The ‘Dream’ theme chosen for this year’s soirees is strongly felt throughout, from the cloud-like stage setting to the songs featured. Keeping things flowing are presenters Josef Bonello and Ronald Briffa, who periodically inject humour breaks as well as sticking to the chosen theme: from taking the audience on a flight of fantasy to confessing their own secret dreams, the two characters provide comic relief and continuity to the show.

Voices is, indeed, the brainchild of the late Louis Naudi’s dream. Way back in 1991, the originator and founding member of Voices, Louis Naudi envisaged a musical performance on a national scale. His dream has certainly come to life: this year’s concerts, running for 10 days, are made up of a 200-strong choir, a band of 11 musicians and another 100 people involved backstage. Strength is surely in numbers, as the people involved are not only living the Voices dream, but are also dream makers, in the sense that the aim of Voices is to reach out to those in need. All proceeds from the concerts are donated to charity and chosen beneficiaries. In addition, a lead project is selected and funded.

This year’s main project is ‘Dar Mamma Margherita’, a Salesian adventure that aims to support youths in difficult family situations who risk homelessness. The idea is to create a bridge into adult life by offering a subsidised accomodation for a few years, in return for serious commitment towards work or education. ‘Dar Mamma Margherita’ will offer six studio flats to these young people to use as a stepping stone towards their future.

As for the concert itself, it is indeed a dream to behold. The choir, donning bright T-Shirts, are a feast for the eyes as well as the ears. Well-thought choreography ensures that the scene is not a stationary one, as the singers, perched on ‘clouds’, sway as one to the beat of the songs, or move their hands in unison. Making 200 people clap or move in perfect synchronization whilst singing harmonies at the same time is no mean feat, but Justine Odom and Gillian Portelli have accomplished it, and the result is a delight to watch.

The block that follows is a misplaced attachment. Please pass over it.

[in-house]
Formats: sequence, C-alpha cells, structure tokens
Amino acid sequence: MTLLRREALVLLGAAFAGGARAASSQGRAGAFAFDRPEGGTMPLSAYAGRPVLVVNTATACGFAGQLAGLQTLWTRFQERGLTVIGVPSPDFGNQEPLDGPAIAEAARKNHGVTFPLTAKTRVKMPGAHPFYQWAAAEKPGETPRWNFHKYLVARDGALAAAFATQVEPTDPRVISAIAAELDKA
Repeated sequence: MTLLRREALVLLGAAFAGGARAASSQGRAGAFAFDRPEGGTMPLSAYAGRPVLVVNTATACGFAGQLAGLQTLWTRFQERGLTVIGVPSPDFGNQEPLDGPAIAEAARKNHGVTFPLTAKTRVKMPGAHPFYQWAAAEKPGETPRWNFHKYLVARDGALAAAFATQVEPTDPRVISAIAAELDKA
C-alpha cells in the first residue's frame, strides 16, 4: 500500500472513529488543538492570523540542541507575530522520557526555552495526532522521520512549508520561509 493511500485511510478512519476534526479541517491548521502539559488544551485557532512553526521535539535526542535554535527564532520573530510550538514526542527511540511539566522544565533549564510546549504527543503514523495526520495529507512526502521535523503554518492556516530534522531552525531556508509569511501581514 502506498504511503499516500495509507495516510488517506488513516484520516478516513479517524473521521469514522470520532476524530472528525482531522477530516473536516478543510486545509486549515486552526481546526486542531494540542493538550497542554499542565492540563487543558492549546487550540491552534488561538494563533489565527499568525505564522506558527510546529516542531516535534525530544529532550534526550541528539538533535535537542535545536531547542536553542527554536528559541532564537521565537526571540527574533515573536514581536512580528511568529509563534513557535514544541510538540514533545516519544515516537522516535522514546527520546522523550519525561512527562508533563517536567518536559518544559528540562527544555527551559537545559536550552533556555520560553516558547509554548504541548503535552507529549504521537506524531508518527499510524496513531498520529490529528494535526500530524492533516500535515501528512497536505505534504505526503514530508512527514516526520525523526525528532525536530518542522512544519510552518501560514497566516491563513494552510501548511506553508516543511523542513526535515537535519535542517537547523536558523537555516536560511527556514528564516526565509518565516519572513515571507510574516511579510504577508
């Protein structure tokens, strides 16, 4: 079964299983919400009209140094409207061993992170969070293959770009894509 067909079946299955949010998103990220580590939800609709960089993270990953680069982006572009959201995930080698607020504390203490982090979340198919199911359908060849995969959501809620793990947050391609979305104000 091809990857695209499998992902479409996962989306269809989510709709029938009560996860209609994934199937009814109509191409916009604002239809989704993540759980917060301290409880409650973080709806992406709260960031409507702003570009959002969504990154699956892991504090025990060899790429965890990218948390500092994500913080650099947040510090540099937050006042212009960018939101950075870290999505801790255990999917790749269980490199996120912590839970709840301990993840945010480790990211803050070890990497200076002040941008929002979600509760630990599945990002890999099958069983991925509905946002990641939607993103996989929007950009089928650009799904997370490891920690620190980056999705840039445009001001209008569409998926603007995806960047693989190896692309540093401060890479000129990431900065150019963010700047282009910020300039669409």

The song lineup is varied to say the least. From Abba to Pink Floyd, Adele to Michael Jackson, most songs are well-known and will make you dance in your seat. Naturally, this variety of genres will mean that not all songs are to everyone’s liking, yet one cannot but appreciate the musical talent in this team. Most soloists were incredible and gave very emotional performances which gave us goosebumps; some were better than others, some lacked character, but on the whole both soloists and choir members were excellent, and if there were any tiny glitches (there were), they were outweighed by the spectacular energy the performers gave. It was evident that they gave their all on stage and were enjoying it. Which is definitely remarkable, considering that the show was a whopping four hours long. Thank God the seats at the MCC are comfortable.